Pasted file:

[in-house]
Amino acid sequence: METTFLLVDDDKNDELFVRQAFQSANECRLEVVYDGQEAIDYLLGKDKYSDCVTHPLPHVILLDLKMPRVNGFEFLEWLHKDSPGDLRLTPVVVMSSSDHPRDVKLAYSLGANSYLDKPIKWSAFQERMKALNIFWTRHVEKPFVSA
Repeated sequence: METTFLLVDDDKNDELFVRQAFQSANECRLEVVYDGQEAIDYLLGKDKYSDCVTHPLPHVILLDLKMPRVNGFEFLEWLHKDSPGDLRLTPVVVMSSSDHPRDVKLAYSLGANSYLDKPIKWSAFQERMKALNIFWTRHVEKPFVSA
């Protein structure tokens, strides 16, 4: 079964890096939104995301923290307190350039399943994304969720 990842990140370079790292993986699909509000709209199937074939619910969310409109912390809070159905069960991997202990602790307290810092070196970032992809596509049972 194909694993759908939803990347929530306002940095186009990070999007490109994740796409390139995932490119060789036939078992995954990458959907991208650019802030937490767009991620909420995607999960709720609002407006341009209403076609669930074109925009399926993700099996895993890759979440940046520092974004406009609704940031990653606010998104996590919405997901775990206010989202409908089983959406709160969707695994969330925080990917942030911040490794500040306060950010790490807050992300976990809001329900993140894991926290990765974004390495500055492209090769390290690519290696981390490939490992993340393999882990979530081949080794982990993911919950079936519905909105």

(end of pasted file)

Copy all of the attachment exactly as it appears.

[in-house]
Amino acid sequence: METTFLLVDDDKNDELFVRQAFQSANECRLEVVYDGQEAIDYLLGKDKYSDCVTHPLPHVILLDLKMPRVNGFEFLEWLHKDSPGDLRLTPVVVMSSSDHPRDVKLAYSLGANSYLDKPIKWSAFQERMKALNIFWTRHVEKPFVSA
Repeated sequence: METTFLLVDDDKNDELFVRQAFQSANECRLEVVYDGQEAIDYLLGKDKYSDCVTHPLPHVILLDLKMPRVNGFEFLEWLHKDSPGDLRLTPVVVMSSSDHPRDVKLAYSLGANSYLDKPIKWSAFQERMKALNIFWTRHVEKPFVSA
């Protein structure tokens, strides 16, 4: 079964890096939104995301923290307190350039399943994304969720 990842990140370079790292993986699909509000709209199937074939619910969310409109912390809070159905069960991997202990602790307290810092070196970032992809596509049972 194909694993759908939803990347929530306002940095186009990070999007490109994740796409390139995932490119060789036939078992995954990458959907991208650019802030937490767009991620909420995607999960709720609002407006341009209403076609669930074109925009399926993700099996895993890759979440940046520092974004406009609704940031990653606010998104996590919405997901775990206010989202409908089983959406709160969707695994969330925080990917942030911040490794500040306060950010790490807050992300976990809001329900993140894991926290990765974004390495500055492209090769390290690519290696981390490939490992993340393999882990979530081949080794982990993911919950079936519905909105």